Counsel came before this court for argument on the plaintiff'sMotion for Summary Judgment on August 16, 2005. At that time, thecourt inquired with regard to the absence of any cross-motion forsummary judgment offered by the defendants. The defendants'memorandum (Docket No. 32) does seek summary judgment in thedefendants' favor, but no separate motion was filed. Plaintiffs'counsel agreed that the plaintiffs' Motion for Summary Judgmentraised a pure question of law and that, if plaintiffs' motionwere denied, it would be appropriate for the court to considersummary judgment for the defendants. Following oral argument, the court indicated that it would bedenying the plaintiffs' Motion for Summary Judgment and orderingentry of summary judgment in favor of the defendants based uponthe Supreme Court's decision in Washington State Department ofSocial and Health Services v. Guardianship Estate of Keffeler,537 U.S. 371 (2003).

In Keffeler, Justice Souter, writing for a unanimous court,found that the State of Washington's "use of Social Securitybenefits to reimburse itself for some of its initialexpenditures" did not violate the provision of the SocialSecurity Act protecting benefits from "execution, levy,attachment, garnishment, or other legal process."42 U.S.C. § 407(a). Id. at 375. In articulating this holding, the Courttook a narrow view of what constituted legal process for purposesof the anti-alienation provisions of the Social Security Act. Aforbidden legal process "should be understood to be process muchlike the processes of execution, levy, attachment, andgarnishment, and at a minimum, would seem to require utilizationof some judicial or quasi-judicial mechanism, though notnecessarily an elaborate one, by which control over propertypasses from one person to another in order to discharge or securedischarge of an allegedly existing or anticipated liability."Id. at 385. In this case, the "deeming" process used by the Commonwealth ofMassachusetts in determining Medicaid eligibility has even lessresemblance to any "legal process" recognized by the SupremeCourt than the process used by the State of Washington inKeffeler. The mere fact that an unhappy spouse may request afair hearing to review decisions in this "deeming" process doesnot create any type of administrative or judicial mechanismbearing any resemblance to "execution, levy, attachment orgarnishment." Since the Veteran's Act provisions closely parallelthe anti-alienation provisions of the Social Security Act,Keffeler's holding is fatal to both aspects of the plaintiffs'claim here.1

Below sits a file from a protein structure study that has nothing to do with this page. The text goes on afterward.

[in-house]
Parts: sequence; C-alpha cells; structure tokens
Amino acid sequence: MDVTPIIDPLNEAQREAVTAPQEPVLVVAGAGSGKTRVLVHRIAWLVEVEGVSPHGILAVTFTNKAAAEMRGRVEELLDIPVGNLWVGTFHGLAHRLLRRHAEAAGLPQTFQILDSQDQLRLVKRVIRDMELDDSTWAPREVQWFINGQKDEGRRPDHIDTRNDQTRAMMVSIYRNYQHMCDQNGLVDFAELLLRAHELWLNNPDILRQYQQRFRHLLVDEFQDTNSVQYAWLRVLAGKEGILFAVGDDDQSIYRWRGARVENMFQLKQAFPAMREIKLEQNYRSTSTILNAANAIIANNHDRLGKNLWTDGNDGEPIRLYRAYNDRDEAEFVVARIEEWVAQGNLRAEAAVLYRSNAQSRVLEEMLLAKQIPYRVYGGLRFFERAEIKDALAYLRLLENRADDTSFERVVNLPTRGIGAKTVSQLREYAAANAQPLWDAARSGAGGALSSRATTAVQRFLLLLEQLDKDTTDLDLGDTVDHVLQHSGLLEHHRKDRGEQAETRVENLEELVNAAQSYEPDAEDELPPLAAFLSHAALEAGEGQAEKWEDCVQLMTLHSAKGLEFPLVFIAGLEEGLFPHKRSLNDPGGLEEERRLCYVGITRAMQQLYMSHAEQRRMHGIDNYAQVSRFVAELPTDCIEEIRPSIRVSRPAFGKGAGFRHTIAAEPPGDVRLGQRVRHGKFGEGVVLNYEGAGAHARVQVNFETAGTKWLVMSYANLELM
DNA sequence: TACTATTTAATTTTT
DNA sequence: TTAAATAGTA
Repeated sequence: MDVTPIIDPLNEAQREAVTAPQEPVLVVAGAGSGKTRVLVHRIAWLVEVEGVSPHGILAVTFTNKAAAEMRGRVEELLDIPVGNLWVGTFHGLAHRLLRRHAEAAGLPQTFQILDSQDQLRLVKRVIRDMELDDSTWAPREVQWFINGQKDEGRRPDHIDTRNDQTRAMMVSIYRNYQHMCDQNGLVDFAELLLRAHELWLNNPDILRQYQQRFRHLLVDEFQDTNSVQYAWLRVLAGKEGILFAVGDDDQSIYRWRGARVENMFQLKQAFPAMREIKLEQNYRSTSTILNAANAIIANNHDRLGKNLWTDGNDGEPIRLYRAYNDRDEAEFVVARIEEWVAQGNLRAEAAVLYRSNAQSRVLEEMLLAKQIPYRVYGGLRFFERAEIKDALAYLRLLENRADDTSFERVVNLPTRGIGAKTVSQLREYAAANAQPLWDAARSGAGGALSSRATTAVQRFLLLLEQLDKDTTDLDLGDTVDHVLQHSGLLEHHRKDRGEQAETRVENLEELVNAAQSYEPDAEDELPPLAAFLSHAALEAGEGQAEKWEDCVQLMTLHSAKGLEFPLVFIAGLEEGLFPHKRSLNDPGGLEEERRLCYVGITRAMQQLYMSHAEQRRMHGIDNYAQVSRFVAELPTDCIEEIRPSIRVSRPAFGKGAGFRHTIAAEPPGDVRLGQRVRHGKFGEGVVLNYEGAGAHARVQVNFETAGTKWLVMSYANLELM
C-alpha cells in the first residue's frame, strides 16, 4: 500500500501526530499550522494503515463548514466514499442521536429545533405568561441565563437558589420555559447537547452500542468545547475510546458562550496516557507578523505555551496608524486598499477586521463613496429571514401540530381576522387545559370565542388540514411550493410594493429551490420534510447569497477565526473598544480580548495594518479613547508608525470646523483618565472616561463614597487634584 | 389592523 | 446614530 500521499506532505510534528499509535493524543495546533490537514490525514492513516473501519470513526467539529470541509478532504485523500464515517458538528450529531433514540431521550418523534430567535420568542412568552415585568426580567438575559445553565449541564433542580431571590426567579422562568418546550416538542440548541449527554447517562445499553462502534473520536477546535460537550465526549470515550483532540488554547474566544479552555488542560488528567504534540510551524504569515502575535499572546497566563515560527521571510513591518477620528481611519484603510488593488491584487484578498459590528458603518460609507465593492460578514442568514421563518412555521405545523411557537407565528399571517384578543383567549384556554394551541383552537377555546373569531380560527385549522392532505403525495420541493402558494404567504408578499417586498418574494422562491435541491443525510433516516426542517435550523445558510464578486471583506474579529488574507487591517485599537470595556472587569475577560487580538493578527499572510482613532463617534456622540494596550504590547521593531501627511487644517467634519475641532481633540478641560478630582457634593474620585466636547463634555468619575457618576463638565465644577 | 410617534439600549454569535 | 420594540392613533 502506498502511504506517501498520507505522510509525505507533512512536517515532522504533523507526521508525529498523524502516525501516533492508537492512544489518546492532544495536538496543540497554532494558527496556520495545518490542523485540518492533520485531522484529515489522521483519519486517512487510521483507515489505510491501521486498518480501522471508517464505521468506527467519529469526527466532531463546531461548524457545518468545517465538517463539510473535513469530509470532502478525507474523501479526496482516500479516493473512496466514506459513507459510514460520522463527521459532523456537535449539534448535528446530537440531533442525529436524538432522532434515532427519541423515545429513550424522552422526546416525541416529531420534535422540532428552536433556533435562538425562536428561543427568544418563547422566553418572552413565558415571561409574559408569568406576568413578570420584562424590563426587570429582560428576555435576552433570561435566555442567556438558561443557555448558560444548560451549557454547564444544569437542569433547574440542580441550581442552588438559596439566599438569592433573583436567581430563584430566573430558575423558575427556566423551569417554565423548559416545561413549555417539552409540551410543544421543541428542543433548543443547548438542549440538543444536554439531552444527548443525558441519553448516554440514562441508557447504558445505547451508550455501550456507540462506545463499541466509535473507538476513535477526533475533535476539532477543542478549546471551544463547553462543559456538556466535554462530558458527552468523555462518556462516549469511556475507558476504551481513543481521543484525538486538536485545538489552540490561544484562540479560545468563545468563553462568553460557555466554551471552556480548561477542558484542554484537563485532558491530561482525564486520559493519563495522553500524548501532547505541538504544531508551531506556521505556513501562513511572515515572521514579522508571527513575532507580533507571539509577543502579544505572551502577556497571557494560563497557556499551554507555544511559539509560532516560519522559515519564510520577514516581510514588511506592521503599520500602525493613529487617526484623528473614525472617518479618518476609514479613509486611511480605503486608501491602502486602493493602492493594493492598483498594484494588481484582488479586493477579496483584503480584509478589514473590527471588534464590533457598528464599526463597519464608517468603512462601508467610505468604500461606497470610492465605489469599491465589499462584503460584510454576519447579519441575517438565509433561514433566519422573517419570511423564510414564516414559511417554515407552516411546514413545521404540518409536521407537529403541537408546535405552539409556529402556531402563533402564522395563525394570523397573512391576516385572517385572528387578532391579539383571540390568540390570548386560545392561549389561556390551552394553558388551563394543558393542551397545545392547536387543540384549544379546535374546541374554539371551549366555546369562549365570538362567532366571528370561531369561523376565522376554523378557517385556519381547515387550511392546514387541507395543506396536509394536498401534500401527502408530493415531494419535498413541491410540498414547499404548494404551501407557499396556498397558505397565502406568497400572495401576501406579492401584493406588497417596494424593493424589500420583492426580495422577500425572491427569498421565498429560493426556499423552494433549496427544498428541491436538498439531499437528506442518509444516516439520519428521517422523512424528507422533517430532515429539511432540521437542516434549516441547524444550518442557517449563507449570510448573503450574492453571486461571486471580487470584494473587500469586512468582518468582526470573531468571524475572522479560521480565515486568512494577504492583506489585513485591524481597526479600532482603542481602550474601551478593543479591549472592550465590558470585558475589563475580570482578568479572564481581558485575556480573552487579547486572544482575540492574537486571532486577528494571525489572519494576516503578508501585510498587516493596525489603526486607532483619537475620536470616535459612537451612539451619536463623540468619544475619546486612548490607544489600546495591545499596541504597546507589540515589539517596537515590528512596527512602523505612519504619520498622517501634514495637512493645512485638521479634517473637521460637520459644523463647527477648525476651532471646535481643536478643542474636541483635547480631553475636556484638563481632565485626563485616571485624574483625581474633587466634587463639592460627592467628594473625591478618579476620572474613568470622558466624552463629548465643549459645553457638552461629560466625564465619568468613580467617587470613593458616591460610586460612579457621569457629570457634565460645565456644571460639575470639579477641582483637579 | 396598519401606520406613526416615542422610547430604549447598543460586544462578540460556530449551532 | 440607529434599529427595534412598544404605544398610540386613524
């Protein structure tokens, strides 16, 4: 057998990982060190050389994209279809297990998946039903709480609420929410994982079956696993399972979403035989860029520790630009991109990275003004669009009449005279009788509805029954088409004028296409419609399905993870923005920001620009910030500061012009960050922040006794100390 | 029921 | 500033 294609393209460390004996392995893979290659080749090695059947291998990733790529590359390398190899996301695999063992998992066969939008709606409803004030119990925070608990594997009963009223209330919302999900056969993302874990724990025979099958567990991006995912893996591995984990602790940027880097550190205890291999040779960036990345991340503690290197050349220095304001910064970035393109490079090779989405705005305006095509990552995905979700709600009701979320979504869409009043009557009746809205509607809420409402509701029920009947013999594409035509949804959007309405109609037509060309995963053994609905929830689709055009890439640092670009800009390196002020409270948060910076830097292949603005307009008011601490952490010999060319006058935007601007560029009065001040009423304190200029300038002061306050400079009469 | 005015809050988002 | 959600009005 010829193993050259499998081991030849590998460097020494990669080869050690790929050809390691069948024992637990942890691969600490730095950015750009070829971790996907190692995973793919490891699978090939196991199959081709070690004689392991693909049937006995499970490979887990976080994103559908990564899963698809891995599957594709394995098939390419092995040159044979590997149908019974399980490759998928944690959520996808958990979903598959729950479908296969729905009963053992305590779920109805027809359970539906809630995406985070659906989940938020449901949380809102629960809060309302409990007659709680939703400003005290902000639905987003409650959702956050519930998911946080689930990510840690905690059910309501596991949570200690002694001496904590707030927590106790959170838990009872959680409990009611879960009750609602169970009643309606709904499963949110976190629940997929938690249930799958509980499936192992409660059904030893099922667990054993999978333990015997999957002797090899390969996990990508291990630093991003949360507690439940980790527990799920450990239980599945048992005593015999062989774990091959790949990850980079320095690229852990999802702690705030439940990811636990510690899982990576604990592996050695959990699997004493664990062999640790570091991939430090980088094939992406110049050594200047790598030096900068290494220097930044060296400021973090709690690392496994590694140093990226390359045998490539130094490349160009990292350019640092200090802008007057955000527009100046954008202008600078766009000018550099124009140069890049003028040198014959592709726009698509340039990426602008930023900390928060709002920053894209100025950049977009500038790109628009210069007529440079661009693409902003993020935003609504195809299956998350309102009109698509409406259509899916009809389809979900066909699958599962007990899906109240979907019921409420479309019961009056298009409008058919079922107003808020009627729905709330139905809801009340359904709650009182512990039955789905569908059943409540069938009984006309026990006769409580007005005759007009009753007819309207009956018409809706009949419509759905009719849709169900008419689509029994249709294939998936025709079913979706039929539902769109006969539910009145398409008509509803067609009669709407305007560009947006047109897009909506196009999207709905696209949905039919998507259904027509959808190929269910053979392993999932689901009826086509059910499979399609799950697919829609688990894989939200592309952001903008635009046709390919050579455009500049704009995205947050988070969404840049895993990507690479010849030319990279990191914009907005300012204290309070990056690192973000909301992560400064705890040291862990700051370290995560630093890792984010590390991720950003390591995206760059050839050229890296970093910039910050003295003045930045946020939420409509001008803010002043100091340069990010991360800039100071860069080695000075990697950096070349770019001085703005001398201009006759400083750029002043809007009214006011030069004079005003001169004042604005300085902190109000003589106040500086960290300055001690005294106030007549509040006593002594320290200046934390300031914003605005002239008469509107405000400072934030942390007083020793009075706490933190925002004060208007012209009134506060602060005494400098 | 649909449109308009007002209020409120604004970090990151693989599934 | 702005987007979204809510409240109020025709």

For the foregoing reasons, the plaintiff's Motion for SummaryJudgment (Docket No. 28) is hereby DENIED. This court, suasponte, but with the agreement of both parties, hereby grantssummary judgment for the defendants and orders entry of judgmentfor the defendants on all counts. This case may now be closed. It is So Ordered.

1. Plaintiffs are correct that the Second Circuit's decisionin Robbins v. Dibuono, 218 F. 3d 197 (2nd Cir. 2000), stronglyfavors the plaintiffs here. Robbins, of course, is not bindingin this Circuit, and this court finds it unpersuasive. Moreover,it predates Keffeler, and the Second Circuit has recognizedthat the Supreme Court's more recent decision throws a shadowover Robbins. See Binder & Binder, P.C. v. Barnhart,Commissioner of Social Security Administration, 399 F.3d 128,134 (2nd Cir. 2005).